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Last edited 29 Dec 2020
Redesigning parliament to help end the Brexit deadlock
|Collaborative, open-plan spaces where MPs work together for the greater good – what politics in the UK could look like. Aerial overview of the Westminster site, showing the transparent roof of the Central Assembly Hall, public entrance and public space, with raised walkway and visibility into each component of the new site. Image by Axiom Architects.|
This clever series of concept designs has been created by the architectural practice Axiom Architects, which believes tackling the confrontational design of Westminster itself could help politicians break the current deadlock over our EU departure. The images visualise a Palace of Westminster redesign that embraces openness and collaboration. The practice wonders whether the architecture of Parliament is still fit for purpose and could even be to blame for our fractured politics.
Axiom Architects has reimagined the Palace of Westminster – adding a new central debating assembly and proposing alternative uses for the existing buildings. The designs are in direct contrast to the existing adversarial setup of Parliament. The current debating chamber is configured with opposing sides facing one another; the building uses dark timber panelling and has no natural light or views to the outside.
The new Central Assembly Hall is large and circular, promoting collaborative rather than confrontational debate. Big Ben has been repurposed as a modern communication tower, with digital screens displaying news updates about what is going on inside Westminster. The design would enable correspondents to report from directly inside the tower, emphasising the focus on open communication. Victoria Tower – currently the Queen’s entrance – has been repurposed into flexible co-working and co-living spaces for the media and MPs to use. On the north side there are flexible offices leading out to the Thames. Each tower has an inclusive, flexible working environment. There are also garden public amenity areas – quieter quads for times of reflection and smaller group meetings.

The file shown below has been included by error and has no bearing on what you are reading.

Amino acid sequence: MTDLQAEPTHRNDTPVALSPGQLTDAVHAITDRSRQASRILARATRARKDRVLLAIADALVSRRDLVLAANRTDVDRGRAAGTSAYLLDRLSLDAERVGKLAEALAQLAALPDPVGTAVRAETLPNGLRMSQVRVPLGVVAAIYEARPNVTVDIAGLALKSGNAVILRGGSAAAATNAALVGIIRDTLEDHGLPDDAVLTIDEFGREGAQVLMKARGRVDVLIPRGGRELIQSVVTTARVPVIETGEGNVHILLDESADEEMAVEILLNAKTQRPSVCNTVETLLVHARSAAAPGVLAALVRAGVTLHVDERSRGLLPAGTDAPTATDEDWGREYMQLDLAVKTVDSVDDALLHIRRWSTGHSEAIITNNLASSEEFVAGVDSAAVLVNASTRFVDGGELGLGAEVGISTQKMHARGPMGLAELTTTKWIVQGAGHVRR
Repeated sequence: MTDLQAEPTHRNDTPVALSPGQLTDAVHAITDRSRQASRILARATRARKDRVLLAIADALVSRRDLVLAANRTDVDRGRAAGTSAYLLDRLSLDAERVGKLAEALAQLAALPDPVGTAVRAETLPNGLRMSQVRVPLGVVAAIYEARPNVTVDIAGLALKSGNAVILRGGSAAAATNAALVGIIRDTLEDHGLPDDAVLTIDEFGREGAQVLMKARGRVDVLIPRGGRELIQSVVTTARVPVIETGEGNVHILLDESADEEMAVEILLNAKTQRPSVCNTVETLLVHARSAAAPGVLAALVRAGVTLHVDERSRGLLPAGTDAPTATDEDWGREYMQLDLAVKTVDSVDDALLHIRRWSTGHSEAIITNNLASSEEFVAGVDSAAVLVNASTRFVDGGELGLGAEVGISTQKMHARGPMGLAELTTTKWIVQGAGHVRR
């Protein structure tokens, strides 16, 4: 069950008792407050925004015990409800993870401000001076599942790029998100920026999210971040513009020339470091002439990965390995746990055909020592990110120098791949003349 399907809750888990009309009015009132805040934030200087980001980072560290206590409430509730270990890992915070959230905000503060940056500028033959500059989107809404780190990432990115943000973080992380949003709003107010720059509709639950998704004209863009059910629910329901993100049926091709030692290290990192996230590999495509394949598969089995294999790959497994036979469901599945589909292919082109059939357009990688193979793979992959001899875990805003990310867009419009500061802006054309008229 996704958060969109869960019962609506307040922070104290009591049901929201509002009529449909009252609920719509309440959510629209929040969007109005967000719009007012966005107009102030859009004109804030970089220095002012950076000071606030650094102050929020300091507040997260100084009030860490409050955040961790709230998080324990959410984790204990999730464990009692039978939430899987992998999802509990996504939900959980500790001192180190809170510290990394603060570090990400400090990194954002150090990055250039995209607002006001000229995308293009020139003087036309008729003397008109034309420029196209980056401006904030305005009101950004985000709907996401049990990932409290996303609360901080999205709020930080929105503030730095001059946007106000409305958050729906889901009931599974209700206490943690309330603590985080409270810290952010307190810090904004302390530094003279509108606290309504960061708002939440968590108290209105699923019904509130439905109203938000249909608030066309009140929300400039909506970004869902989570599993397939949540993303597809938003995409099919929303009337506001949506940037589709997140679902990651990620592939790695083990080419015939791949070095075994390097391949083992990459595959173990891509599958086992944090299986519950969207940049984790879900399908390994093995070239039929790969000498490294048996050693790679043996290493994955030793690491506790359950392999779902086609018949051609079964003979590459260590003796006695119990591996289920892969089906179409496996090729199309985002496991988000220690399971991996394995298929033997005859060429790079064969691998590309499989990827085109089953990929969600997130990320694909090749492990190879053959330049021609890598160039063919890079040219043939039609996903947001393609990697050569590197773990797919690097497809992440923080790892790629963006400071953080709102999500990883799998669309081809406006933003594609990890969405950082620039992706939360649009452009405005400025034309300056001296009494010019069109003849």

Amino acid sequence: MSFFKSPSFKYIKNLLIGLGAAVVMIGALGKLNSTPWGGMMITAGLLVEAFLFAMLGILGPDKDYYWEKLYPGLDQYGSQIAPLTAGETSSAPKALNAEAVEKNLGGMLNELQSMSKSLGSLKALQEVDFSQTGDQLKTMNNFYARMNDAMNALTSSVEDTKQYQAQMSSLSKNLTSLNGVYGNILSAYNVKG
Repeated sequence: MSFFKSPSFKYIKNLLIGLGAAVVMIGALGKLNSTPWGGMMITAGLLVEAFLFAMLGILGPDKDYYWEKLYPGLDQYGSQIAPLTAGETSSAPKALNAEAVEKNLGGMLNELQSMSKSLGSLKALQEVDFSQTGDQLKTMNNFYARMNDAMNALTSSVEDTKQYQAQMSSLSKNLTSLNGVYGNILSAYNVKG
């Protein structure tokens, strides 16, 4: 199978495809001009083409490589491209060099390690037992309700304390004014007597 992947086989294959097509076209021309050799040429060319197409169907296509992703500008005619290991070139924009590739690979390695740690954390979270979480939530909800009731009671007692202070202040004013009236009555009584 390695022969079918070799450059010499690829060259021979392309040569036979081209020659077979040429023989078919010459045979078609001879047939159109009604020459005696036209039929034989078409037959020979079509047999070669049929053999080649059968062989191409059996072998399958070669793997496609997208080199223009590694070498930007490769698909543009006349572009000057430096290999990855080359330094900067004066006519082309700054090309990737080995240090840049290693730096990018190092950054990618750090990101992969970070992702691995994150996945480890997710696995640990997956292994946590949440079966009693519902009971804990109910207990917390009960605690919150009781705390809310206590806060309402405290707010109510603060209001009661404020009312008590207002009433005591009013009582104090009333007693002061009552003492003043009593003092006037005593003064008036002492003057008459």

Axiom Architects’ partner James Mitchell said: “At the moment, the buildings are shrouded by high walls and are totally impenetrable. Our designs seek to make the buildings as permeable and accessible as possible. We want to encourage collaboration and openness, rather than division and conflict – which are exactly the qualities we need in this increasingly uncertain political climate.
“We feel that our modern definition of democracy is not reflected in the current architecture of London’s parliament buildings. There is no doubt that the built environment affects the culture of a society, so the architecture of Westminster surely sets the tone for our nation’s politics. With its nooks, crannies and antagonistic layout for debate, Westminster encourages secrecy, tension and conflict in politics. “We are not saying that changing the architecture of Westminster will resolve Brexit overnight, but embracing a more democratic style of architecture could help promote more productive political discourse.”